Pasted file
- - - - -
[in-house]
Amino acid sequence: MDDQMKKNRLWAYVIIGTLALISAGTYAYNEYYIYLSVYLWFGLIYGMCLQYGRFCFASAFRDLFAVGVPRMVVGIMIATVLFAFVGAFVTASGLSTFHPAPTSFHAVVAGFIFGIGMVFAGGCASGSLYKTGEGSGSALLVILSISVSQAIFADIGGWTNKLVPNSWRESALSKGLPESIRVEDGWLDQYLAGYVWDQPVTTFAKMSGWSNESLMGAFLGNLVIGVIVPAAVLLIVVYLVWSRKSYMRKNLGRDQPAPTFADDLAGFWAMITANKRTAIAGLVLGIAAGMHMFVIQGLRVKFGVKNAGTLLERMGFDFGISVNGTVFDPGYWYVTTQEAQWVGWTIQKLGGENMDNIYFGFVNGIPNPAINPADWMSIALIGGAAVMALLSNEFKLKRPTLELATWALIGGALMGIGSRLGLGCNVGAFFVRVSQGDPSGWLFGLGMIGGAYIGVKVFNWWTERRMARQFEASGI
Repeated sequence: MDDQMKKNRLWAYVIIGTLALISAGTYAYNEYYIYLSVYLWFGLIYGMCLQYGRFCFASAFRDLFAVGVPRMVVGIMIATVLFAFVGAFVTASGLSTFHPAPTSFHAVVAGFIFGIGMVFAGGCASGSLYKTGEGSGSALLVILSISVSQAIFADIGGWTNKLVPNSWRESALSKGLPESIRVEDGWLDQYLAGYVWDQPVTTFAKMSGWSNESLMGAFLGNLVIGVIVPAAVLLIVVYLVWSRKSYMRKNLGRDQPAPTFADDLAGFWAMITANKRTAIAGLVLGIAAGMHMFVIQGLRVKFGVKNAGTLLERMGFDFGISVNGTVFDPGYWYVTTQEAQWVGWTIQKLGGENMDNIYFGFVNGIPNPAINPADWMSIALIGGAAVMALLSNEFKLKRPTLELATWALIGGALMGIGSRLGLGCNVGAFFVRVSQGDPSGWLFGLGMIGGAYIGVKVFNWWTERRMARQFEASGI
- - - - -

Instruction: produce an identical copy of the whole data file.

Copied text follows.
[in-house]
Amino acid sequence: MDDQMKKNRLWAYVIIGTLALISAGTYAYNEYYIYLSVYLWFGLIYGMCLQYGRFCFASAFRDLFAVGVPRMVVGIMIATVLFAFVGAFVTASGLSTFHPAPTSFHAVVAGFIFGIGMVFAGGCASGSLYKTGEGSGSALLVILSISVSQAIFADIGGWTNKLVPNSWRESALSKGLPESIRVEDGWLDQYLAGYVWDQPVTTFAKMSGWSNESLMGAFLGNLVIGVIVPAAVLLIVVYLVWSRKSYMRKNLGRDQPAPTFADDLAGFWAMITANKRTAIAGLVLGIAAGMHMFVIQGLRVKFGVKNAGTLLERMGFDFGISVNGTVFDPGYWYVTTQEAQWVGWTIQKLGGENMDNIYFGFVNGIPNPAINPADWMSIALIGGAAVMALLSNEFKLKRPTLELATWALIGGALMGIGSRLGLGCNVGAFFVRVSQGDPSGWLFGLGMIGGAYIGVKVFNWWTERRMARQFEASGI
Repeated sequence: MDDQMKKNRLWAYVIIGTLALISAGTYAYNEYYIYLSVYLWFGLIYGMCLQYGRFCFASAFRDLFAVGVPRMVVGIMIATVLFAFVGAFVTASGLSTFHPAPTSFHAVVAGFIFGIGMVFAGGCASGSLYKTGEGSGSALLVILSISVSQAIFADIGGWTNKLVPNSWRESALSKGLPESIRVEDGWLDQYLAGYVWDQPVTTFAKMSGWSNESLMGAFLGNLVIGVIVPAAVLLIVVYLVWSRKSYMRKNLGRDQPAPTFADDLAGFWAMITANKRTAIAGLVLGIAAGMHMFVIQGLRVKFGVKNAGTLLERMGFDFGISVNGTVFDPGYWYVTTQEAQWVGWTIQKLGGENMDNIYFGFVNGIPNPAINPADWMSIALIGGAAVMALLSNEFKLKRPTLELATWALIGGALMGIGSRLGLGCNVGAFFVRVSQGDPSGWLFGLGMIGGAYIGVKVFNWWTERRMARQFEASGI